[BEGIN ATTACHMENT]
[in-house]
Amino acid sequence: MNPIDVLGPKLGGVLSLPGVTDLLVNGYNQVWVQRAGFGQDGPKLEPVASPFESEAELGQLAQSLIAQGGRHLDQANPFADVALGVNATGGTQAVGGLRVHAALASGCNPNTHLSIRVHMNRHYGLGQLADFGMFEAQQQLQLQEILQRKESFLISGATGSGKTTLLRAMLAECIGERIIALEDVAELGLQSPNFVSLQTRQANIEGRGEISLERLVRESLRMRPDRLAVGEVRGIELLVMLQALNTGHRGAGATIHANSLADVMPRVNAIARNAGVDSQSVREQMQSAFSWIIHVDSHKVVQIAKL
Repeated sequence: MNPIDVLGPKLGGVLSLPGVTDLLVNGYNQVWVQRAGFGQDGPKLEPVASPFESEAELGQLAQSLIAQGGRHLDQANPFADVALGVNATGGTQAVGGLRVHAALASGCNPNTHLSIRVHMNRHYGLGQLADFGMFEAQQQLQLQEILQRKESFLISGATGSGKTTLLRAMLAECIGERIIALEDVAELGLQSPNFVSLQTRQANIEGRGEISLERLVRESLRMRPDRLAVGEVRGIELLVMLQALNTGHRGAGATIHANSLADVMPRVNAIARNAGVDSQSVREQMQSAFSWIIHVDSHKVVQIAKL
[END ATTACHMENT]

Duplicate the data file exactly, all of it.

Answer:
[in-house]
Amino acid sequence: MNPIDVLGPKLGGVLSLPGVTDLLVNGYNQVWVQRAGFGQDGPKLEPVASPFESEAELGQLAQSLIAQGGRHLDQANPFADVALGVNATGGTQAVGGLRVHAALASGCNPNTHLSIRVHMNRHYGLGQLADFGMFEAQQQLQLQEILQRKESFLISGATGSGKTTLLRAMLAECIGERIIALEDVAELGLQSPNFVSLQTRQANIEGRGEISLERLVRESLRMRPDRLAVGEVRGIELLVMLQALNTGHRGAGATIHANSLADVMPRVNAIARNAGVDSQSVREQMQSAFSWIIHVDSHKVVQIAKL
Repeated sequence: MNPIDVLGPKLGGVLSLPGVTDLLVNGYNQVWVQRAGFGQDGPKLEPVASPFESEAELGQLAQSLIAQGGRHLDQANPFADVALGVNATGGTQAVGGLRVHAALASGCNPNTHLSIRVHMNRHYGLGQLADFGMFEAQQQLQLQEILQRKESFLISGATGSGKTTLLRAMLAECIGERIIALEDVAELGLQSPNFVSLQTRQANIEGRGEISLERLVRESLRMRPDRLAVGEVRGIELLVMLQALNTGHRGAGATIHANSLADVMPRVNAIARNAGVDSQSVREQMQSAFSWIIHVDSHKVVQIAKL